And then there are the codependent and emotionally abusive relationships, the ones that in real life, we would do our best to get our friends out of. Overseas has tinges of that; Julian is controlling and secretive in a way that reminded me of Twilight – probably the most famously unhealthy fictional relationship. LinnieGayl says, “I am afraid to say how many times I’ve reread Linda Howard’s Sarah’s Child. On paper it’s a book I should hate. And it’s clear many, many readers do hate it. The heroine will do basically anything for the man she loves, Rome Matthews. He treats her horribly, and then when she becomes pregnant and has a child — a child he didn’t want — he pretends the baby doesn’t exist, makes her keep it in a room he never enters, etc., etc. Horrible, horrible man in his treatment of her. But I still love it…sigh.” Jenna Harper also loves a sometimes controversial J. D. Ward book. “I absolutely love (and often reread) J.R. Ward’s Lover Awakened, but when you boil down the actual plot, the heroine gets rescued by the hero and then spends almost the entire length of the story in his bedroom. In my head, that’s not exactly the kind of heroine that I respect and enjoy – Bella really doesn’t do much of anything except eat, sleep and have sex with Zsadist. But I love the book all the same.” Beautiful Disaster by Jamie McGuire was similar for Jenna. “I found myself staying up until the wee hours absolutely transfixed by this book, but there are so many problems with it that it’s frightening. The hero has major anger management issues and is the walking example of a future wife abuser. He’s obsessive and controlling and jealous, and when he gets upset, he gets violent. The relationship between the hero and heroine is majorly co-dependent and unhealthy. But darned if I didn’t absolutely love this book. I actually felt bad about liking it so much because I really shouldn’t.”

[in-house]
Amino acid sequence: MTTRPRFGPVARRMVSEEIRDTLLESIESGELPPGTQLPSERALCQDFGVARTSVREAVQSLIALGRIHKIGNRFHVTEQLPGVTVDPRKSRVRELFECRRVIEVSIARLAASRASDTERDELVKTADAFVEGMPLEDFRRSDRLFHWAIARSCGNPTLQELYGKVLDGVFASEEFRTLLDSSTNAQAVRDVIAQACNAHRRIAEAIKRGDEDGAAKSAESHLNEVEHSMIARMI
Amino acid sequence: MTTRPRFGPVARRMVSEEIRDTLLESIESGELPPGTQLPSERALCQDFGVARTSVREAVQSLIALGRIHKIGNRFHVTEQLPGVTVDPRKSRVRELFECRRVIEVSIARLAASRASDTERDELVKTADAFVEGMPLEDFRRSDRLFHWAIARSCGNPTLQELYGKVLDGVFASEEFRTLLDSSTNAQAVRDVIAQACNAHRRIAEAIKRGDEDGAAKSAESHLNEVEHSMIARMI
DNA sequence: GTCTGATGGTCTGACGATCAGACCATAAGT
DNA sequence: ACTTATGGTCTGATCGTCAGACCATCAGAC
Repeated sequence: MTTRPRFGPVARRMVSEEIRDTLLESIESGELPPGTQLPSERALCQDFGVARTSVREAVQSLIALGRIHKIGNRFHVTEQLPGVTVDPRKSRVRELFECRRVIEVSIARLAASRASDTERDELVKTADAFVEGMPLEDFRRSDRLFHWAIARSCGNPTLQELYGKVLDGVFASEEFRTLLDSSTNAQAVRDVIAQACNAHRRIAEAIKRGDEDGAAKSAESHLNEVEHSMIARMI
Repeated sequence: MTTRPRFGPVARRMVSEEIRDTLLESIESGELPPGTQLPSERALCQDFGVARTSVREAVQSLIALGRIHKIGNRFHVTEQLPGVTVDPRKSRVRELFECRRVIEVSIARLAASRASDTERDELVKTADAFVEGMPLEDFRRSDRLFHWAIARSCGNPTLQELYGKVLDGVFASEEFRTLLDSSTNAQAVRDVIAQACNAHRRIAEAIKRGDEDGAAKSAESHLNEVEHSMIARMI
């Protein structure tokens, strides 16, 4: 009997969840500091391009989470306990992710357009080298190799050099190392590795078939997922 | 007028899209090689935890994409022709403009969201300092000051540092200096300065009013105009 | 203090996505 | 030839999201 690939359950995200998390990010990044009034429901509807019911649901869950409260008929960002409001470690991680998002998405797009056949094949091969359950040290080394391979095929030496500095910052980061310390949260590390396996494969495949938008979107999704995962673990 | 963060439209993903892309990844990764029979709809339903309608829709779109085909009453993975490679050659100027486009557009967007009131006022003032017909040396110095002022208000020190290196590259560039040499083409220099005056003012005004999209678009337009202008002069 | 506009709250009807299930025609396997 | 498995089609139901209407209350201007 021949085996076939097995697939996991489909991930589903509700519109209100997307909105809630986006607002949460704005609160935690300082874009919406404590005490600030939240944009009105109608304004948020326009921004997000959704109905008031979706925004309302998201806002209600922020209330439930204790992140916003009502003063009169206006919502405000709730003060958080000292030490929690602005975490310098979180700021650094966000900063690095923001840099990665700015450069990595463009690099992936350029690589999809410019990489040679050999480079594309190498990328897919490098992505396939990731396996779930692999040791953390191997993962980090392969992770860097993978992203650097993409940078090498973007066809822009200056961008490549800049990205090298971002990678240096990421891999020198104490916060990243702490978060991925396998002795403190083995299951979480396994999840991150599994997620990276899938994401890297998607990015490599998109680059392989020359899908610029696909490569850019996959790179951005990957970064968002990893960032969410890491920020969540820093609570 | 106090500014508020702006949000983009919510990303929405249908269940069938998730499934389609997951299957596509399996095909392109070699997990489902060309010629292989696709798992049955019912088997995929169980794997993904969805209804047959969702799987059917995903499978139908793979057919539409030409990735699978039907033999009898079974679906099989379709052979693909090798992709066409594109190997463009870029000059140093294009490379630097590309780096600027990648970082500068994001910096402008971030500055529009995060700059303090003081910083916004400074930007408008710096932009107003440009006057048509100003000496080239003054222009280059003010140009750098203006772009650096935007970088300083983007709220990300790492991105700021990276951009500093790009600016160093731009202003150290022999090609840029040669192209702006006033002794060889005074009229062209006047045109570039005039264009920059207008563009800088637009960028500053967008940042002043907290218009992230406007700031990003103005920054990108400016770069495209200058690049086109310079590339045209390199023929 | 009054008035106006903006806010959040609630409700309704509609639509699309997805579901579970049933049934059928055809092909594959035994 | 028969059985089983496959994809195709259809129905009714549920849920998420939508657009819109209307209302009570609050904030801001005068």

Rape, “forced seduction,” and other power dynamics are often where this discussion leads. Lynn Spencer brought up a classic Patricia Gaffney novel, To Have And To Hold. “The initial sex scene between hero/heroine is very much a rape/forced seduction scene that can be truly uncomfortable to read. Even so, I thought the romance in the book was amazing overall.” Dabney also loved Price of Innocence and Prisoner of my Desire, despite some very forced seductions.

There’s a theme here. “I shouldn’t like this book,” “I’m afraid to admit that I enjoy it.” Whether the reason we are embarrassed to admit we like a book is that is poorly written or weakly plotted, or it is because we like it despite (or perhaps because of) some questionable relationship dynamics, we all seem to have at least a few of these problematic book loves. As romance readers, we get enough criticism as it is, even if we’re reading an unquestionably great romance novel. But throw in something controversial or troublesome, and to still admit to reading and liking it? That takes some guts.

Do you have a book (or books) that you love, despite or because of some flaw? Which ones?

– Jane Granville